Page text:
Why do we partner with END ALS?

Do you remember the ice bucket challenge from 2014? That was when a lot of the world were first made aware of ALS, or amyotrophic lateral sclerosis, often referred to as “Lou Gehrig’s Disease”. A currently incurable disease, Kenny and I have a friend that has been diagnosed with ALS – Hiro Fujita. He was diagnosed in November of 2010, and continues to fight for his life while raising awareness and funding for research towards a cure through his non-profit organization, END ALS.

It is a devastating disease as motor function is debilitated slowly at an unknown rate, while full consciousness is maintained. The gift to be able to move, to take part in a sport, to walk on the beach, to surf the waves that nature creates, and be able to vocalize and share those experiences with your loved ones is a privilege that we often take for granted.

Kenny and I were volunteering on different END ALS events when we met. WeSurf Co. wouldn’t exist without END ALS and we knew from the very beginnings of building our company that we wanted to be able to support Hiro and END ALS’s missions to find a cure.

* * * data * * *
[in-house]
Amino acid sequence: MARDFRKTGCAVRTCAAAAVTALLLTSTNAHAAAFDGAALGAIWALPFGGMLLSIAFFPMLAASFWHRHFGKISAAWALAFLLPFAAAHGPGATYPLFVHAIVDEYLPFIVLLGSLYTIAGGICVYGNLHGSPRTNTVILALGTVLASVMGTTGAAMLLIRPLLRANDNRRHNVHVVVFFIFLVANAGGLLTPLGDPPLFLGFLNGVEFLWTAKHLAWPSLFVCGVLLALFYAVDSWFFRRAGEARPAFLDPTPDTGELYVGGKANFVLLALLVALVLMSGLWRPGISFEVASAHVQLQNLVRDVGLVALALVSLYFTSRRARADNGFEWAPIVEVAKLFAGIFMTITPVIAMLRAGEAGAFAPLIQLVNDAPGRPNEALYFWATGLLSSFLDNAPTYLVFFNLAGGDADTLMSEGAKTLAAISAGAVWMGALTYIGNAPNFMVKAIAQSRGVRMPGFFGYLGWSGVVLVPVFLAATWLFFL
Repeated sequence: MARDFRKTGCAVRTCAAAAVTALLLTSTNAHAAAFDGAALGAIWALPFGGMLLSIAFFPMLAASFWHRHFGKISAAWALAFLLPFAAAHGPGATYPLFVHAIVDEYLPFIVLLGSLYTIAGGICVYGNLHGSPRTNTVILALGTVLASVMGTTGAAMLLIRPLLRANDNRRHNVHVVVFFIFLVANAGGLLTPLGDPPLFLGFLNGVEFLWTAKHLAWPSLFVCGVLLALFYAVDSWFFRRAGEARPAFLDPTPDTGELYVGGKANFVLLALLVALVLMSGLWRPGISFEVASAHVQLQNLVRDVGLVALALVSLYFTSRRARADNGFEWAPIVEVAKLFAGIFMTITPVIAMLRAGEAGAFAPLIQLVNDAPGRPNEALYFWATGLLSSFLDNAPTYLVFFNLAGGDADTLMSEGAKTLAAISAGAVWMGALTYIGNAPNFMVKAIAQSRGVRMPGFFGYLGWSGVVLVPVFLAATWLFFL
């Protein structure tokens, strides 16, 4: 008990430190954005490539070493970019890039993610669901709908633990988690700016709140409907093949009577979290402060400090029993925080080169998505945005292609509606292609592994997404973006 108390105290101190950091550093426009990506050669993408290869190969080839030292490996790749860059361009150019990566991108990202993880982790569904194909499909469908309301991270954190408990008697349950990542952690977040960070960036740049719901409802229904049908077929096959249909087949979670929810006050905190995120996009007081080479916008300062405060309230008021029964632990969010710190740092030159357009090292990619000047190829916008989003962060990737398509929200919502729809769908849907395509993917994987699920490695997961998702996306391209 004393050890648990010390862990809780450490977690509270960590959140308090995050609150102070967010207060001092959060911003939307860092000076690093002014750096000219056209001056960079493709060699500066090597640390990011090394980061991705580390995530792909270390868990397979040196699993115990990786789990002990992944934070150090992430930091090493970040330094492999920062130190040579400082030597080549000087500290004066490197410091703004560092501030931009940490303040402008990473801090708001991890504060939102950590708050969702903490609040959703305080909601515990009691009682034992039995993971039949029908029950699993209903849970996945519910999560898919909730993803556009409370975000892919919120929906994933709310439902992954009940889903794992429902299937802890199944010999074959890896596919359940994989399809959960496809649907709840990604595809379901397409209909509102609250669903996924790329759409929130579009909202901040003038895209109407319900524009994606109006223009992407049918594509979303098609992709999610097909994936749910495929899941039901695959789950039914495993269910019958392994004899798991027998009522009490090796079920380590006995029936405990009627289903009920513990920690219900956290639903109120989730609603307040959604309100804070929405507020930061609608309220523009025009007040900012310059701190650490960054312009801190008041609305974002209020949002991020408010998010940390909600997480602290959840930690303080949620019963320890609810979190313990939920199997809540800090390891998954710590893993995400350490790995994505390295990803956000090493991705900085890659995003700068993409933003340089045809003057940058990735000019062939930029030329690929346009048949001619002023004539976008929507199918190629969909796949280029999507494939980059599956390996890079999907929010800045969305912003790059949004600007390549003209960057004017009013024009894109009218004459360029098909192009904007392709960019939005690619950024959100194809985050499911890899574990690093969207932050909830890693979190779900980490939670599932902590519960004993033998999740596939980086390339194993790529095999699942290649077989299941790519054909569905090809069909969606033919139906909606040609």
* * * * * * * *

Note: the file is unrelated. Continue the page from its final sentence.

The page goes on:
Proceeds from every WeSurf Co. purchase will be donated to both of our charitable causes. Join us in supporting Hiro!



Below is a description of ALS here from the END ALS website:

“Amyotrophic lateral sclerosis (ALS)… is a disease in which motor neurons degenerate and gradually die. When motor neurons degenerate, commands cease to be relayed to the muscles, leading to the decline of muscle strength. As only the motor neurons are affected, consciousness is maintained, with the functions of the five sense and Intellectual power remaining intact. The average survival is 2 to 5 years. In the world, 400,000 suffer from the disease. In Japan, there are more than 9,200 patients. As the disease progresses, patients experience symptoms such as motor impairment due to paralysis of the hands and feet and difficulties in communication and swallowing. Ultimately, this results in difficulty of breathing, which necessitates the use of artificial respiration to prolong life. Despite the extreme rapidity of its progression, there is currently no effective cure for ALS.”